© WWF-Brazil / Adriano Gambarini

Climate Report Warns of 'Unprecedented' Change to Nature & Communities

Scientists highlight blue carbon, mangrove restoration as nature-based solutions

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The Intergovernmental Panel on Climate Change (IPCC) Special Report on the Ocean and Cryosphere in a Changing Climate finds that the ocean is experiencing dramatic change, and mangroves are both at-risk and part of the solution. According to the panel of more than 100 scientists from more than 30 countries:

  • Coastal ecosystems are affected by ocean warming, including intensified marine heatwaves, acidification, loss of oxygen, salinity intrusion and sea level rise, in combination with adverse effects from human activities on ocean and land (high confidence). Impacts are already observed on habitat area and biodiversity, as well as ecosystem functioning and services (high confidence)”

  • Changes in the ocean have impacted marine ecosystems and ecosystem services with regionally diverse outcomes, challenging their governance (high confidence). Both positive and negative impacts result for food security through fisheries (medium confidence), local cultures and livelihoods (medium confidence), and tourism and recreation (medium confidence). The impacts on ecosystem services have negative consequences for health and well-being (medium confidence), and for Indigenous peoples and local communities dependent on fisheries (high confidence)”

Clams fisherman in the mangroves in Isla Escalante, Ecuador. © Antonio Busiello / WWF-US

  • Coastal communities are exposed to multiple climate-related hazards, including tropical cyclones, extreme sea levels and flooding, marine heatwaves, sea ice loss, and permafrost thaw (high confidence). A diversity of responses has been implemented worldwide, mostly after extreme events, but also some in anticipation of future sea level rise, e.g., in the case of large infrastructure”

  • “A decrease in global biomass of marine animal communities, their production, and fisheries catch potential, and a shift in species composition are projected over the 21st century in ocean ecosystems from the surface to the deep seafloor under all emission scenarios (medium confidence).”

  • Risks of severe impacts on biodiversity, structure and function of coastal ecosystems are projected to be higher for elevated temperatures under high compared to low emissions scenarios in the 21st century and beyond. Projected ecosystem responses include losses of species habitat and diversity, and degradation of ecosystem functions. The capacity of organisms and ecosystems to adjust and adapt is higher at lower emissions scenarios (high confidence). For sensitive ecosystems such as seagrass meadows and kelp forests, high risks are projected if global warming exceeds 2°C above pre-industrial temperature, combined with other climate-related hazards (high confidence). Warm water corals are at high risk already and are projected to transition to very high risk even if global warming is limited to 1.5°C (very high confidence).”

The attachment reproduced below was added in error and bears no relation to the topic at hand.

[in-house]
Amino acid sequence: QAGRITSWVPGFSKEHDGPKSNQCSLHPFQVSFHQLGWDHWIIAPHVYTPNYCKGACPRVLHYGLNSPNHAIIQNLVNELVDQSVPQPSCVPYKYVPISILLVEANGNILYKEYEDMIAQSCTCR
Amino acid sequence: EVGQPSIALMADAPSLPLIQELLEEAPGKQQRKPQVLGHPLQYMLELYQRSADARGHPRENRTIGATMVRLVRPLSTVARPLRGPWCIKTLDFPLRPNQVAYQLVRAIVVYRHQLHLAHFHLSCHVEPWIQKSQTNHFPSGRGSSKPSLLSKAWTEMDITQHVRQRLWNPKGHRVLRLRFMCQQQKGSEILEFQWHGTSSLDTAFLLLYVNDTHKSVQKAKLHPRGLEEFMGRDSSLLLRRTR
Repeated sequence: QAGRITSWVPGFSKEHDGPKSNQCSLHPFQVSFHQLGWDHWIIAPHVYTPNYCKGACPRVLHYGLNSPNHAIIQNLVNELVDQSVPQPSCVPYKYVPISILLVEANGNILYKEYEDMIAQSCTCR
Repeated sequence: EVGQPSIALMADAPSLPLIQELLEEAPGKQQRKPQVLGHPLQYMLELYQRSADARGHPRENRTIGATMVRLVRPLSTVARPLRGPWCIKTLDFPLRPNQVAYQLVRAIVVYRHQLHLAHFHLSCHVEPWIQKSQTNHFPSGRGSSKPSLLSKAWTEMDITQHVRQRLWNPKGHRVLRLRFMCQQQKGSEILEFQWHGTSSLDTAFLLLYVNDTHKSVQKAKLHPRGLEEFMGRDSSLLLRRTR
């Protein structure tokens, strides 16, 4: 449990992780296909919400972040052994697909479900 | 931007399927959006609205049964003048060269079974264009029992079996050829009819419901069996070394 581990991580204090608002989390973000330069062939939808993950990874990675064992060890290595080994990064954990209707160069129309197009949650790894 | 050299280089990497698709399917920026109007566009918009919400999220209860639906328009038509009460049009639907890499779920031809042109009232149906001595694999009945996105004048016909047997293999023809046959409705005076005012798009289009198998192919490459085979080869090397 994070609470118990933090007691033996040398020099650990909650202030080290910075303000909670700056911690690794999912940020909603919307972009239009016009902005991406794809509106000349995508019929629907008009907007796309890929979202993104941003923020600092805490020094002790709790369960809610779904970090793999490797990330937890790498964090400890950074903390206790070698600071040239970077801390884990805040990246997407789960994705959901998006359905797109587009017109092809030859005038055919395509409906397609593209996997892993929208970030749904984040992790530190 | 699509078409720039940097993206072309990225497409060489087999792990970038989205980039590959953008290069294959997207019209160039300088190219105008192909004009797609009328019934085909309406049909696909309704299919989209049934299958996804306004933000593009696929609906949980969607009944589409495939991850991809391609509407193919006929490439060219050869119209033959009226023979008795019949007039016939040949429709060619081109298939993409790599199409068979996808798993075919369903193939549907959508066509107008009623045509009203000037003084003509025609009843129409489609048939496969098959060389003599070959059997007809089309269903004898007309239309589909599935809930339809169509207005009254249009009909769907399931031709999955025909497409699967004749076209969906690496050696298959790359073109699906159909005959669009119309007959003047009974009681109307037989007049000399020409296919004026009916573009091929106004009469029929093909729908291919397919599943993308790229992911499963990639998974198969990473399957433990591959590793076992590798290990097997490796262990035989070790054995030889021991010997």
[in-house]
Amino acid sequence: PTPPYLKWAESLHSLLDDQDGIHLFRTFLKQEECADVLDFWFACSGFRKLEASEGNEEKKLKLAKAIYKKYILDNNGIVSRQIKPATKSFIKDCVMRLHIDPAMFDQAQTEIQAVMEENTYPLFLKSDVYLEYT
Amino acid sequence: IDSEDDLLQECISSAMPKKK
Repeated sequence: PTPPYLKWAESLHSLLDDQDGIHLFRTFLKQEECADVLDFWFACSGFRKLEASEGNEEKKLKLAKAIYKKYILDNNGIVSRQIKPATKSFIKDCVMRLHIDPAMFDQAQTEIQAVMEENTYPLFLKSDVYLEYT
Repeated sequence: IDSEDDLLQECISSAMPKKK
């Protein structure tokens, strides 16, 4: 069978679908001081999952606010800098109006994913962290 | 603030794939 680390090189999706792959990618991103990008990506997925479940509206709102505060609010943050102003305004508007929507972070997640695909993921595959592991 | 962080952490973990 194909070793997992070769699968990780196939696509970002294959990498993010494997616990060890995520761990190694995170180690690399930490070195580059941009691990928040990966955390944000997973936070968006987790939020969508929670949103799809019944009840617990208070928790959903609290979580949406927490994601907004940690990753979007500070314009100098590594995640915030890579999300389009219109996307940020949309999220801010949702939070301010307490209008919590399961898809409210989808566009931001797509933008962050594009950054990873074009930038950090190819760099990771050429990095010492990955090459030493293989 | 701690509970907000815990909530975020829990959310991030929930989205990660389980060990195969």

The report also outlines how the world can respond to the findings.

  • The far-reaching services and options provided by ocean and cryosphere-related ecosystems can be supported by protection, restoration, precautionary ecosystem-based management of renewable resource use, and the reduction of pollution and other stressors (high confidence). Integrated water management (medium confidence) and ecosystem-based adaptation (high confidence) approaches lower climate risks locally and provide multiple societal benefits. However, ecological, financial, institutional and governance constraints for such actions exist (high confidence), and in many contexts ecosystem-based adaptation will only be effective under the lowest levels of warming (high confidence).”
  • “Key enablers for implementing effective responses to climate-related changes in the ocean and cryosphere include intensifying cooperation and coordination among governing authorities across spatial scales and planning horizons. Education and climate literacy, monitoring and forecasting, use of all available knowledge sources, sharing of data, information and knowledge, finance, addressing social vulnerability and equity, and institutional support are also essential. Such investments enable capacity- building, social learning, and participation in context-specific adaptation, as well as the negotiation of trade-offs and realisation of co-benefits in reducing short-term risks and building long-term resilience and sustainability. (high confidence)”

Access the complete Special Report on the Ocean and Cryosphere in a Changing Climate here.